At first glance, it appears that Susan is choosing to be her own person, even if that means being a freak, over living her life as another person’s dependent and appendage. But this turns out to be yet another variation of Hollywood’s beloved Be True to Yourself nonsense which always offers as the reward for being true to yourself a form of celebrity. Do what you want to do, be whatever you want to be, and crowds will gather to shower you with love and approval. What it gets down to is that Susan chooses to be a celebrity in her own right over being married to one. As a monster-heroine, she’ll have the multitudes gathering around to cheer. She’ll always stand out in the crowd now. (No, I’m not sorry at all for that one.)
It’s probably unfair to compare anybody else’s animated films to Pixar’s. And there are too many factors that make Pixar’s so much better than the computer animated efforts from other studios---DreamWorks, Fox (Robots, the Ice Age franchise), Disney (Meet the Robinsons, Bolt)---to get into. But for now, there’s this. Pixar’s scripts are never the result of lazy writing. The writers don’t resort to cheap pop culture references, potty jokes, catchy rock and roll tunes, and sexual innuendo to keep the grown-ups in their seats, because the grown-ups are seen as part of the audience.
Pixar doesn’t make movies for children that adults can tolerate. They make movies. This is a way of saying they tell stories with pictures, and they happen to choose stories that have elements that appeal to children and won’t go over their heads. They don’t make up stories as an excuse to animate them. They animate their stories because they, the storytellers, are artists and they think in drawings, and also because it’s cheaper and easier to animate a story about, oh, say a world where everyone’s a monster and the main source of energy is produced from scaring little children in our world or, say, a post-apocalyptic Earth where the only “living” beings left are a cockroach and a junk-collecting robot. Although it would have involved puppets or human beings in furry costumes standing in front of green screens, it would have been possible to make every single Pixar story as a live-action feature. Well, except for Cars, but that’s the weakest of Pixar’s films and there’s probably a cause and effect at work in that one.
What’s magical about Pixar’s films to me is that I “see” them as live-action movies while I’m watching them. Watching Monsters Inc., I see Billy Crystal and John Goodman and Steve Buscemi. Not in place of Mike and Sully and Randall, but as Mike and Sully and Randall.
I’m sort of saying that if Crystal and Goodman and Buscemi were monsters, that’s what they’d look like. The artists somehow captured their personas without making Mike and Sully and Randall caricatures of the actors doing their voices.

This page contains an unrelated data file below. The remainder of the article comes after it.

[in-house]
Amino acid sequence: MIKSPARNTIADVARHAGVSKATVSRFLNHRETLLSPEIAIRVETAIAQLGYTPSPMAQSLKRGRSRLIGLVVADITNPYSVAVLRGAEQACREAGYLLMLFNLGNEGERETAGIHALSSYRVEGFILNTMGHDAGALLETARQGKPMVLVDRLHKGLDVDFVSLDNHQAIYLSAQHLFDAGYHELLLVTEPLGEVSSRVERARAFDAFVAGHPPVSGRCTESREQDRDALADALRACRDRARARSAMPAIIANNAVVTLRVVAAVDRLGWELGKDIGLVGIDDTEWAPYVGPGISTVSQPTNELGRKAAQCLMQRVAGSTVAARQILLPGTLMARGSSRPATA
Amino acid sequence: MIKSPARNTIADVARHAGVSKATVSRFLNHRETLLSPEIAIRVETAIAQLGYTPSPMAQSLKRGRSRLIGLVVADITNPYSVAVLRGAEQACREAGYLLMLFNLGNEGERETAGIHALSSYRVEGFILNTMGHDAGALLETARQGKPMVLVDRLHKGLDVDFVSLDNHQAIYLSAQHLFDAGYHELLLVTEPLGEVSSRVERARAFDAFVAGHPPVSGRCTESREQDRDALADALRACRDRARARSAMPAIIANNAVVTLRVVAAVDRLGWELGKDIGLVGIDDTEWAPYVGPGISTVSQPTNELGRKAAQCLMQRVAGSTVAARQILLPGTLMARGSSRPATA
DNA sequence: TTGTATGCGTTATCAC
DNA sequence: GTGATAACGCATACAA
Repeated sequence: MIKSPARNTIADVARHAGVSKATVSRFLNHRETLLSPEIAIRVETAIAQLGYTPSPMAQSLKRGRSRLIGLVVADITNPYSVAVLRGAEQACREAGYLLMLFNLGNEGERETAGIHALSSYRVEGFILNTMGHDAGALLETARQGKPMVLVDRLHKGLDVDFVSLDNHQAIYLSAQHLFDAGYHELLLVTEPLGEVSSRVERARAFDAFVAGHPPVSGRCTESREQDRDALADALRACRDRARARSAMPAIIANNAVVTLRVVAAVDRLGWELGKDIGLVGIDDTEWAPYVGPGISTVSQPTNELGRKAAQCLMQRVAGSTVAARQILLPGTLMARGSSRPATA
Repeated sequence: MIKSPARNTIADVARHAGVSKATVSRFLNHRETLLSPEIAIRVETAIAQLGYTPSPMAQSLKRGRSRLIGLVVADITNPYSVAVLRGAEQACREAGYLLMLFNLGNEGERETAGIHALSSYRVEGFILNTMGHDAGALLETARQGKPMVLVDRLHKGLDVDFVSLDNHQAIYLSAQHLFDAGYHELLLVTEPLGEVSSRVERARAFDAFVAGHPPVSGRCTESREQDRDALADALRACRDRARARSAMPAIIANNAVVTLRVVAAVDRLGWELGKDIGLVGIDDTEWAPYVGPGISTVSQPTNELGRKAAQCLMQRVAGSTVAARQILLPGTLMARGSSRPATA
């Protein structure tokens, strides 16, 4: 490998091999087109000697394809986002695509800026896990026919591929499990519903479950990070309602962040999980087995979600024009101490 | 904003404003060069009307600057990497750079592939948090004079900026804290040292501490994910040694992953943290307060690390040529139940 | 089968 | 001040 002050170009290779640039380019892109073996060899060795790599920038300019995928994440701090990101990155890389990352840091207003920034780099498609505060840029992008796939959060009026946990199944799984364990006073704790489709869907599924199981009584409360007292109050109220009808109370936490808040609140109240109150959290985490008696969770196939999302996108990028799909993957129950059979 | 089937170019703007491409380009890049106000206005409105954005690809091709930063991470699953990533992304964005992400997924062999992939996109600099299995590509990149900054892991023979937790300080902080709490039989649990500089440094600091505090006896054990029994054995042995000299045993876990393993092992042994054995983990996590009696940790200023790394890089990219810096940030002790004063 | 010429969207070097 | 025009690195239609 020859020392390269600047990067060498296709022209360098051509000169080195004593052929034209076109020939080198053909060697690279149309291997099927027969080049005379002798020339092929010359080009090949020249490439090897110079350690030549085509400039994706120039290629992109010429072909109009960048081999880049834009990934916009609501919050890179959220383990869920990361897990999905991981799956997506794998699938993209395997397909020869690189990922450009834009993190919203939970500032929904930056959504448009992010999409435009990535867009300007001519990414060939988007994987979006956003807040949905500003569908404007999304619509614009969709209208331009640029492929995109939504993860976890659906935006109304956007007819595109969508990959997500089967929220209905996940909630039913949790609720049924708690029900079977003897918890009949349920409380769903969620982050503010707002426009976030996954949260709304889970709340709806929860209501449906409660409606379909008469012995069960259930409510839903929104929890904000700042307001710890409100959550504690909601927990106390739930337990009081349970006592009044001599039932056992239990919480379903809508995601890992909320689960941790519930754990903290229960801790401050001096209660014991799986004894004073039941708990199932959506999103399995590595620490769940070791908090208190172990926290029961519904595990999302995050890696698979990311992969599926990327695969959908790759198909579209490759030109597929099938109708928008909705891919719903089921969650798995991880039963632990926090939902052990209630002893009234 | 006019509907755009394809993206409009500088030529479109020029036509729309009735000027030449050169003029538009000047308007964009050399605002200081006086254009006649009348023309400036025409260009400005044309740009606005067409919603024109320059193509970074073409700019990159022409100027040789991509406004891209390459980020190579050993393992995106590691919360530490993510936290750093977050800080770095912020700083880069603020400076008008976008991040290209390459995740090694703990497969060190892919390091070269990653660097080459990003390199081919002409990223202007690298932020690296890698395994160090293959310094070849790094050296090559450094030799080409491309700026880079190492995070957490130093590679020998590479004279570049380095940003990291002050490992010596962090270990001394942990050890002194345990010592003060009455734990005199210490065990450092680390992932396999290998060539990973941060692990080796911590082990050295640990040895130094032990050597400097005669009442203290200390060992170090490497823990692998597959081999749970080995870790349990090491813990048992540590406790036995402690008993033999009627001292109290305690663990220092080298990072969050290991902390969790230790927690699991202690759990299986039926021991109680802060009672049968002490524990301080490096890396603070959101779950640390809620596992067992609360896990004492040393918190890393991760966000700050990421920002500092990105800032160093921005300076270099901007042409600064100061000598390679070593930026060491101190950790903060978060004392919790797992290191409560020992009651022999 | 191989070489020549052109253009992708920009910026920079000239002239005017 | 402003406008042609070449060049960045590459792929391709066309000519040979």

But what’s more important is that Mike and Sully and Randall are characters who come alive through their voices and through what those voices have to say. It’s a lovely blending of animation, writing, and acting.
It matters who’s doing the voices because what’s being said matters and how the characters are saying it matters.
John Goodman could not have played Mike. Billy Crystal could not have played Sully. And Steve Buscemi could not have played either.
But Kiefer Sutherland could as easily have done the voice for the Missing Link as Will Arnett could have done the voice for General Monger and either one could have played the President and Seth Rogen could have done the voices for everyone including Susan, because the characters don’t matter in their own right or even to the story---The government has a enormous underground complex stocked with monsters captured over the last fifty years. Why are these particular monsters the best ones to send out to fight off an alien invasion? I don’t want that question answered with exposition. I wanted to see it answered with what these monsters do. And that turns out to be nothing special that makes them them.
If I was a smarter art critic I would get into how each of Pixar’s movies looks like itself while DreamWorks’ movies look like DreamWorks movies. It’s the difference between art and hackwork, I suppose, but also the difference between seeing animation as drawings in motion and drawings as just the basic medium for animation---that is, for motion for motion’s sake.
You’ve probably noticed I haven’t mentioned the Shrek movies till now. The reason is that besides the obvious fact that Shrek the Third was universally and justly reviled, I have what amounts to a visual allergy to all three Shreks. It just gives me a headache to look at them. But as far as my point here goes, the first two Shreks are probably the best of DreamWorks’ animated films but they set the example that DreamWorks has followed in every movie since. Lazy use of pop culture references and pop tunes, quick resort to gross-out humor, one-off jokes in place of characters, with a final moral that it’s better to be a monster who’s a celebrity than a normal human being who’s just, you know, happy.
Now to get back to what I was saying up top. My days of having to like movies like Monsters vs. Aliens for the boys’ sake are about done. This is a good thing in that now family movie nights can include more grown-up fare, like Tootsie---In the last few months, we’ve also watched Field of Dreams, Eight Men Out, the original Taking of Pelham One Two Three, The Milagro Beanfield War, and, of all things, Out of Sight---but there’s a downside.
There’s always a downside.
I was kind of looking forward to taking them to see Cloudy With a Chance of Meatballs.
But I’ve been told that one’s for little kids.